Author(s): Randy Pausch; Jeffrey Zaslow
"We cannot change the cards we are dealt, just how we play the hand."-Randy Pausch A lot of professors give talks titled "The Last Lecture." Professors are asked to consider their demise and to ruminate on what matters most to them. And while they speak, audiences can't help but mull the same question: What wisdom would we impart to the world if we knew it was our last chance? If we had to vanish tomorrow, what would we want as our legacy? When Randy Pausch, a computer science professor at Carnegie Mellon, was asked to give such a lecture, he didn't have to imagine it as his last, since he had recently been diagnosed with terminal cancer. But the lecture he gave-"Really Achieving Your Childhood Dreams"-wasn't about dying. It was about the importance of overcoming obstacles, of enabling the dreams of others, of seizing every moment (because "time is all you have ... and you may find one day that you have less than you think"). It was a summation of everything Randy had come to believe. It was about living. In this book, Randy Pausch has combined the humor, inspiration, and intelligence that made his lecture such a phenomenon and given it an indelible form. It is a book that will be shared for generations to come.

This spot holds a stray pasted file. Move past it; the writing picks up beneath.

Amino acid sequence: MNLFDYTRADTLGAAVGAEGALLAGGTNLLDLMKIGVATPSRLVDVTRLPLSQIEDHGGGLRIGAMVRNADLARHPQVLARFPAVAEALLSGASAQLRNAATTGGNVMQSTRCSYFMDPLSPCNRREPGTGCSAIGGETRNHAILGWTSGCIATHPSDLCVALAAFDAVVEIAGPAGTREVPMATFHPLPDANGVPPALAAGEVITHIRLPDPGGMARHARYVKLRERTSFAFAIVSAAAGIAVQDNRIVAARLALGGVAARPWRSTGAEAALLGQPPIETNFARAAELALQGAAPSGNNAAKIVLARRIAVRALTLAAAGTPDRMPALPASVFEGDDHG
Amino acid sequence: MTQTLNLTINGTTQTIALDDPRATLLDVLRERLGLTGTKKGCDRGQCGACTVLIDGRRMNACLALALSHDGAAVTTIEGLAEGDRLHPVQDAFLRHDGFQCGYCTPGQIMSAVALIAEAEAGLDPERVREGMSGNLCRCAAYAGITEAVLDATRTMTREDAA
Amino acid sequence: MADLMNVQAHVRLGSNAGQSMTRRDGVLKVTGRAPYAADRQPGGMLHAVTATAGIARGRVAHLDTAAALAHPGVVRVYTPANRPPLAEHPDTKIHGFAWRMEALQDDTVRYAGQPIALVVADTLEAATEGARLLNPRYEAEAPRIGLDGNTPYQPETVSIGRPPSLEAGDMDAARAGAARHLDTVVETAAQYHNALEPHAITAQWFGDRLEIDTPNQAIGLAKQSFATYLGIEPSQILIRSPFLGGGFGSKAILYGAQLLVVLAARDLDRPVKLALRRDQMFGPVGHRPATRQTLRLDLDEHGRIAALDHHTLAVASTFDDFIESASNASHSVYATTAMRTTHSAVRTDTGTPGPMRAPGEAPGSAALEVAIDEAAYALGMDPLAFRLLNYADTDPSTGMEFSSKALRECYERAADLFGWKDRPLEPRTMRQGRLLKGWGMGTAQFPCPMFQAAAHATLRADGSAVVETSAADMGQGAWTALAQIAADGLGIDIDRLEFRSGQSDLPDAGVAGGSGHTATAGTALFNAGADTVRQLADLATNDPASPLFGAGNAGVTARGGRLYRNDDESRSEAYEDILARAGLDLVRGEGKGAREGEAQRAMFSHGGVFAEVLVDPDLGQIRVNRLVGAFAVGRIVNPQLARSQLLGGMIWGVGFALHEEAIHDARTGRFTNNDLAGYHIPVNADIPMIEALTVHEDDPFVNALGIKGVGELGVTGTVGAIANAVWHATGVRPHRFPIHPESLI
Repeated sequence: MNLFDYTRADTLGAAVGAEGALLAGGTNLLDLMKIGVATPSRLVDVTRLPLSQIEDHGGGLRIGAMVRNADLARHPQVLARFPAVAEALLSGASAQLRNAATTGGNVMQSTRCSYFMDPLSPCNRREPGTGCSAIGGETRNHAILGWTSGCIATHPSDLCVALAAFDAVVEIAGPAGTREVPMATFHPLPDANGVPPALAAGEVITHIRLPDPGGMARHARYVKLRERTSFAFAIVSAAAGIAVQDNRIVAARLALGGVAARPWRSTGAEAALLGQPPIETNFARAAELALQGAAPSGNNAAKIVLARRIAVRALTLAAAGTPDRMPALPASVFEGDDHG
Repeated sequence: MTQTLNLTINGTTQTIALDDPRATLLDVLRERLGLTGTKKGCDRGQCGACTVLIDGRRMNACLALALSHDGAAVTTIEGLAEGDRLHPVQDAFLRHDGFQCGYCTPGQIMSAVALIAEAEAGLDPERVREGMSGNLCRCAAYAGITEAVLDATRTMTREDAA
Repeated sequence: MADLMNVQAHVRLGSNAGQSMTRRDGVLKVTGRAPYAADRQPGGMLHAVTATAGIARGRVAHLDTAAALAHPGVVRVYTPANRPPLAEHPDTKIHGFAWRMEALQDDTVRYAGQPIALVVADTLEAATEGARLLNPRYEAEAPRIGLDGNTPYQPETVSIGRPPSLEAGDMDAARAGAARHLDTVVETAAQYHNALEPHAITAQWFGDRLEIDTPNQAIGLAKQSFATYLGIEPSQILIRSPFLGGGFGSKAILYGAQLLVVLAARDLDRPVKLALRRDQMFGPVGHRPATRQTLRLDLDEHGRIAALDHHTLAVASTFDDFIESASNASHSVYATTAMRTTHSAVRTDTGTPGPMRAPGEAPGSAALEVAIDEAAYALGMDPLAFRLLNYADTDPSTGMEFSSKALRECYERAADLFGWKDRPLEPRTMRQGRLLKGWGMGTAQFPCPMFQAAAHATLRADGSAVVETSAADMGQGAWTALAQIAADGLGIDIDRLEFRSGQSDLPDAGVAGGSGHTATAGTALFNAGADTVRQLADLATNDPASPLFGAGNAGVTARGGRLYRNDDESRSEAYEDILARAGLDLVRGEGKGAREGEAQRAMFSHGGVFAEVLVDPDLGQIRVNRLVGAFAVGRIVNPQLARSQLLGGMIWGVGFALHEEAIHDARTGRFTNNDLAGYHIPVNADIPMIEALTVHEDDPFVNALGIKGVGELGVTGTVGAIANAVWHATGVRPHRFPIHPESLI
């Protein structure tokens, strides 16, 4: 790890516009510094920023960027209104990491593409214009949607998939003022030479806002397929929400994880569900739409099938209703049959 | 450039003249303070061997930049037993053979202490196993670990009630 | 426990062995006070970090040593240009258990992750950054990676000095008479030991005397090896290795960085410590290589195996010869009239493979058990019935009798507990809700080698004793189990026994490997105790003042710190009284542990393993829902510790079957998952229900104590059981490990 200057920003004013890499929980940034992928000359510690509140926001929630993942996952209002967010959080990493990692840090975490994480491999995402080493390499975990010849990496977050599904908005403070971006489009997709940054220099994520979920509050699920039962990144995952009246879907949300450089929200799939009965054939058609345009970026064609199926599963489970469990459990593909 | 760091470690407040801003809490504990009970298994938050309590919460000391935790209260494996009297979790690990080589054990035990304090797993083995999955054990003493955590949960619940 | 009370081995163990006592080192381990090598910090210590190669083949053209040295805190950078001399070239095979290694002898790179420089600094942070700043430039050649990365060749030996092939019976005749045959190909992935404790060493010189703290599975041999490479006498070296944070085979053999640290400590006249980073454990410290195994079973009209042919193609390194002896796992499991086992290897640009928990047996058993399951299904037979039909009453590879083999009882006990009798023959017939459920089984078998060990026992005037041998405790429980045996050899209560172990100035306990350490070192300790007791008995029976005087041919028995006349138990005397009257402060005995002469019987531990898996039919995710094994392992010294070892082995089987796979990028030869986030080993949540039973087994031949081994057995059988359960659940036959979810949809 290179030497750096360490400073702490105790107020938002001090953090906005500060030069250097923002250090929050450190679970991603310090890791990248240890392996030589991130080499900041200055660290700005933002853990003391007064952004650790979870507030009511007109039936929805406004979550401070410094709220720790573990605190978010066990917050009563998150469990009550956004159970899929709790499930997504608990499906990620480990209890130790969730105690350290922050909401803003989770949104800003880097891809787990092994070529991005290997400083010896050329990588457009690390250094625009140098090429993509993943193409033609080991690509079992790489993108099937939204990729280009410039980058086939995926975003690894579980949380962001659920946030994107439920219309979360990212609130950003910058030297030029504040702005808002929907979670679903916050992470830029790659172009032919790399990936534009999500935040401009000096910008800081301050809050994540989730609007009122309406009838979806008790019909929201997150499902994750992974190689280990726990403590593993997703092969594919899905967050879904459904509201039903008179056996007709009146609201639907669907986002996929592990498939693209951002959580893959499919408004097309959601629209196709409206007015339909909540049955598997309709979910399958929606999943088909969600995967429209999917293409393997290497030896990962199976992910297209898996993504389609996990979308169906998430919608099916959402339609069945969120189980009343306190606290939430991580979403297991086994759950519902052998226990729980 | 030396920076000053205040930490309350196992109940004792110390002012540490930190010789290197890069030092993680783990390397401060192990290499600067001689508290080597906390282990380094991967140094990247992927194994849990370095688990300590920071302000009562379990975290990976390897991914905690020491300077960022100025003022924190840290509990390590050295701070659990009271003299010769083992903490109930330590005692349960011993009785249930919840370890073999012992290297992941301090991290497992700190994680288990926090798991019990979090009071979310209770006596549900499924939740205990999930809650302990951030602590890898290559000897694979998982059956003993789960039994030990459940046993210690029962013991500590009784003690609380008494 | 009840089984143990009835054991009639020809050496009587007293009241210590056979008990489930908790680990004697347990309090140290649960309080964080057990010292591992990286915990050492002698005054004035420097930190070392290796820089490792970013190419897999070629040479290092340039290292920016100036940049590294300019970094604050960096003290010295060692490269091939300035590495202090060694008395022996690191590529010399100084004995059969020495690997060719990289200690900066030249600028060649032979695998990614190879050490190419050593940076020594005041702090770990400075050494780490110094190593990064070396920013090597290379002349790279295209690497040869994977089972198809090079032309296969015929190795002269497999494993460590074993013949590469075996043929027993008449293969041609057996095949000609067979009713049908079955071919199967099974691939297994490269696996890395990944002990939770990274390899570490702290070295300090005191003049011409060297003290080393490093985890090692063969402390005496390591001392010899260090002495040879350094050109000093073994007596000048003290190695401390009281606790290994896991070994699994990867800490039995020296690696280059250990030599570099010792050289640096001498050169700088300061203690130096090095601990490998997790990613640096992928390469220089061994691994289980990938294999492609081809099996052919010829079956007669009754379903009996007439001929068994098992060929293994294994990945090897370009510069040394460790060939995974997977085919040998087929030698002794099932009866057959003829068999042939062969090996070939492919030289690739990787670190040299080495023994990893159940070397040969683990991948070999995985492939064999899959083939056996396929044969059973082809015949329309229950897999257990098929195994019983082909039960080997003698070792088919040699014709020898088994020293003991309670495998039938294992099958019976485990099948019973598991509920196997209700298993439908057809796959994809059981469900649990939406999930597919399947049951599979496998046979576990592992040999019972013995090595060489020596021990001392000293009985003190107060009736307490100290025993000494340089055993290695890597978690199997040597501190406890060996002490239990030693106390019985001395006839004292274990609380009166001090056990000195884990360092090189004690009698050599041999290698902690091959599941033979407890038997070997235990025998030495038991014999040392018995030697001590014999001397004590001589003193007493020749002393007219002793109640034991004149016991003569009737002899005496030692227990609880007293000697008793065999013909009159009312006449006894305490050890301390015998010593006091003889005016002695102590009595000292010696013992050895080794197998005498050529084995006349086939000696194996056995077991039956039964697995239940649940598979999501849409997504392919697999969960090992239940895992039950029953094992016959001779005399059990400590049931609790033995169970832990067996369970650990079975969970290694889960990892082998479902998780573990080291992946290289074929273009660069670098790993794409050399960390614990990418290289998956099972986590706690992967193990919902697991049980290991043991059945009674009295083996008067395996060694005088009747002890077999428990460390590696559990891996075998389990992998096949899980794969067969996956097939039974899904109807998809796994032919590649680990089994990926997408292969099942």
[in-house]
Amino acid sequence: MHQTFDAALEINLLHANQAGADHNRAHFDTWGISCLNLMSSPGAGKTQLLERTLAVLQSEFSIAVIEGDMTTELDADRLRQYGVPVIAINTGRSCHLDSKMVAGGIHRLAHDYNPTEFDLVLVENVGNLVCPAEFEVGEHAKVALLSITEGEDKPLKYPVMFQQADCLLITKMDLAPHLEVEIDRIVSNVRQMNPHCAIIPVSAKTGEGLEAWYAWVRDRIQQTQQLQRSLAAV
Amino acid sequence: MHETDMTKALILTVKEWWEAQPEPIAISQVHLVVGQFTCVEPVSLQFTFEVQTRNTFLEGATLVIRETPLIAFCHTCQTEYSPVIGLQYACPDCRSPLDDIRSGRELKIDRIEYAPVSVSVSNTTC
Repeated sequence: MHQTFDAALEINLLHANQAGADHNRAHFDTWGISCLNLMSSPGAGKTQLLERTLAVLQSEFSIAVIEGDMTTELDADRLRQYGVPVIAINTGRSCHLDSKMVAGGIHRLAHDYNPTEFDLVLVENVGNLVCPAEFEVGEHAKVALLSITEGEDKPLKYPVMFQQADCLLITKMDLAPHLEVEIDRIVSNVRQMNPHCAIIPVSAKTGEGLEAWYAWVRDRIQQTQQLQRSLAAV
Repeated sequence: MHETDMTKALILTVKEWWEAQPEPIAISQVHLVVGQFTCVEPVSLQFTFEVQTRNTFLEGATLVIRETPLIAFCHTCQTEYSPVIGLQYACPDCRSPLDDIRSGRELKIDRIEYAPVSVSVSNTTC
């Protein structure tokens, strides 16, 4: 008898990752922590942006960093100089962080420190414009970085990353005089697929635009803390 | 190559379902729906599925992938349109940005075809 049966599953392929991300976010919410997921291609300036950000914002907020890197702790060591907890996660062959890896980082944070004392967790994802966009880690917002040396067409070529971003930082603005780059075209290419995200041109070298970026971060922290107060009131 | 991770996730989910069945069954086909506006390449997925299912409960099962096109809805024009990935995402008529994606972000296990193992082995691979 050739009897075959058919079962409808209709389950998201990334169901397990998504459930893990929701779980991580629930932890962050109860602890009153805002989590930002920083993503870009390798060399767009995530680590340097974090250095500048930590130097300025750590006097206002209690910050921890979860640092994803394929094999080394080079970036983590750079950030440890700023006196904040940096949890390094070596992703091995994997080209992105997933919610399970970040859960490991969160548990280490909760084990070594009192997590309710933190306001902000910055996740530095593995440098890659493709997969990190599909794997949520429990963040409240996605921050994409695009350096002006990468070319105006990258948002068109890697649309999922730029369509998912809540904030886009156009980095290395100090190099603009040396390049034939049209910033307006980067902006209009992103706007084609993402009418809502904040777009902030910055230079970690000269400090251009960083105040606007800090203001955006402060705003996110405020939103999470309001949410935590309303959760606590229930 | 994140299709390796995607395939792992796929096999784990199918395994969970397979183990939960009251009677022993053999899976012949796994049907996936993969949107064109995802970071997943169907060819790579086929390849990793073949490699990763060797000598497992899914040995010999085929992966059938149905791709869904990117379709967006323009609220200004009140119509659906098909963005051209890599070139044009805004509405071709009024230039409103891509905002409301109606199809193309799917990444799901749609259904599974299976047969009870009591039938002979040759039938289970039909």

Pausch's last lecture arrives in the form of a book which holds all the potency of his original talk ... But this book is something concrete - [Randy's] heart is in there, and it is the loveliest of gifts. - SUNDAY TELEGRAPH Young people love him, old people love him, academics love him, parents love him, cancer patients love him. - COURIER-MAIL the hottest book in the country now. - THE AGE An inspiration to millions - GOOD READING A final message [which] explores the deeper lessons of life. - THE EXAMINER
Randy Pausch was a professor of Computer Science, Human Computer Interaction, and Design at Carnegie Mellon University. From 1988 to 1997, he taught at the University of Virginia. An award-winning teacher and researcher, he worked with Adobe, Google, Electronic Arts (EA), and Walt Disney Imagineering, and pioneered the Alice project.